Artist Profile: Soprano Renata Scotto, Intense Singing Actress Turned Director

By David Salazar

Renata Scotto was one of the most essential Italian sopranos of the latter 20th century, renowned for incredible acting talents and intense vocalism.

Born on Feb. 24, 1934 in Savona, Italy, she made her opera debut at age 18 as Violetta in “La Traviata.” The next day, she officially debuted at the Teatro Nuovo in Milan, in the same opera. From there, she took on her first “Madama Butterfly” and in 1953, she debuted at La Scala. She was only 19.

In 1957, she appeared at the Edinburgh Festival in “La Sonnambula” alongside Maria Callas as Amina. Callas declined an added performance and Scotto stepped in as her cover. At 23, she became an international star. In the 1960s, she became a leading singer around the world, making her U.S. debut at the Lyric Opera of Chicago in 1960. In 1965, she made her first Metropolitan Opera appearance and would appear in over 300 performances with the company. Moreover, she would appear in the company’s first-ever telecast and would also star in many other such showcases for years thereafter.

She would perform all around the United States and Europe for more than 40 years.

Once she had retired from singing, Scotto went into director opera, taking on projects in Palm Beach, Catania, Santiago, Dallas, Bern, and Athens, among others.

She has received the Opera News Award and the Anton Coppola Award For Excellence in the Arts. She also has an Honorary Doctorate from the Juilliard School and also won two Emmys.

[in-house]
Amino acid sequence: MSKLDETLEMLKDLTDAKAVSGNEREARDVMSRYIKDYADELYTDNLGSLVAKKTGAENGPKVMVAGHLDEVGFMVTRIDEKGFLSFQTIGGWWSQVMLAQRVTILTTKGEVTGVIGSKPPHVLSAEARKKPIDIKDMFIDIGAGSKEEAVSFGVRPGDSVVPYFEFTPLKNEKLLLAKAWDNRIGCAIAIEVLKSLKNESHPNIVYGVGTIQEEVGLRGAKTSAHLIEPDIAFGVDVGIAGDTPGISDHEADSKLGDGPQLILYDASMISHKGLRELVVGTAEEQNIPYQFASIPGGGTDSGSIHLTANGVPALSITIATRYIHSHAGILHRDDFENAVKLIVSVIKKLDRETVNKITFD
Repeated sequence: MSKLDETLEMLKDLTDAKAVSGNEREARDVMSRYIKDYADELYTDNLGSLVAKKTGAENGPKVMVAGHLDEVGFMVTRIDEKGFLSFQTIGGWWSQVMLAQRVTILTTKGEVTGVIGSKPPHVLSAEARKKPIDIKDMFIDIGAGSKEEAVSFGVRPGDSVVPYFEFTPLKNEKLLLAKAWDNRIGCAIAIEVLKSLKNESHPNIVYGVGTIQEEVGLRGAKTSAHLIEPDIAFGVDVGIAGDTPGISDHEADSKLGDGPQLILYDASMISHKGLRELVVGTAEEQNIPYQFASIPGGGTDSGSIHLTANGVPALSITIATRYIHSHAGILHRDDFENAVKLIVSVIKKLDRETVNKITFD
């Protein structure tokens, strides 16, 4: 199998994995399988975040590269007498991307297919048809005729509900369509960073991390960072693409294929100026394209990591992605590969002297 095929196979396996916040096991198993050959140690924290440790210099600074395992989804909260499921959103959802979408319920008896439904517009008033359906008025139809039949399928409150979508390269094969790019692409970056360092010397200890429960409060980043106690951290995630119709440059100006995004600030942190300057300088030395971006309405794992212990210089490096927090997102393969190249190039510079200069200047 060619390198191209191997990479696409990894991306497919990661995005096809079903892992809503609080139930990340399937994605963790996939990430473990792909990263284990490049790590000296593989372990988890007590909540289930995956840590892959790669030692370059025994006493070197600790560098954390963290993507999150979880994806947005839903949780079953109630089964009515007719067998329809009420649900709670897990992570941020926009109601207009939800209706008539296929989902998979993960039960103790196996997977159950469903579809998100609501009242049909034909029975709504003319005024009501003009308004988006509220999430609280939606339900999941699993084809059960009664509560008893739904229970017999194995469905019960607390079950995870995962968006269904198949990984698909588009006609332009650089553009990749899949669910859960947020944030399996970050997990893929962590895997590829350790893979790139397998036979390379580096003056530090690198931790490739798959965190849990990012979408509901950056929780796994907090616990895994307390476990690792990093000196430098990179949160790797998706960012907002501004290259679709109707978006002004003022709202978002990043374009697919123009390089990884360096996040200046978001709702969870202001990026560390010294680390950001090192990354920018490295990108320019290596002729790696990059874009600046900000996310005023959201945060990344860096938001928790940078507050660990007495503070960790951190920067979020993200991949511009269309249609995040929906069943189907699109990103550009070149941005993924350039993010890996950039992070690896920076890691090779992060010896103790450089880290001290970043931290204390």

She also made a number of recordings of major operas throughout the years.

Signature Roles

Scotto sang a wide range of repertory that included bel canto, Verdi, Puccini, the Verismo classics and numerous French operas. And she excelled at a number of roles across the repertory, though perhaps one of her most famous intepretations is that of Cio Cio San in “Madama Butterfly.” It was the role with which she had her Met Opera debut and also the last one that she performed with the famed company 22 years later.

Per a review of her first Met performance by Louis Snyder of the New York Herald Tribune, “she sings musically and affectingly, with pathos and color and humor in the voice, in a manner to enfold the listener in the first row of the orchestra or the last row of the family circle, Miss Scotto is a singer for all price ranges. And they let her know it Wednesday night after “Un bel di” with as loud an ovation as has been heard in the House this or maybe even last season. It would seem to be a case of instant love between Miss Scotto and the New York public.”

Read More On Scotto

An Interview

4 Reasons To Admire Her Art

Watch and Listen

Here is an album of Verdi arias.

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And here is another of Italian arias.

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And here is a performance of “La Traviata.”

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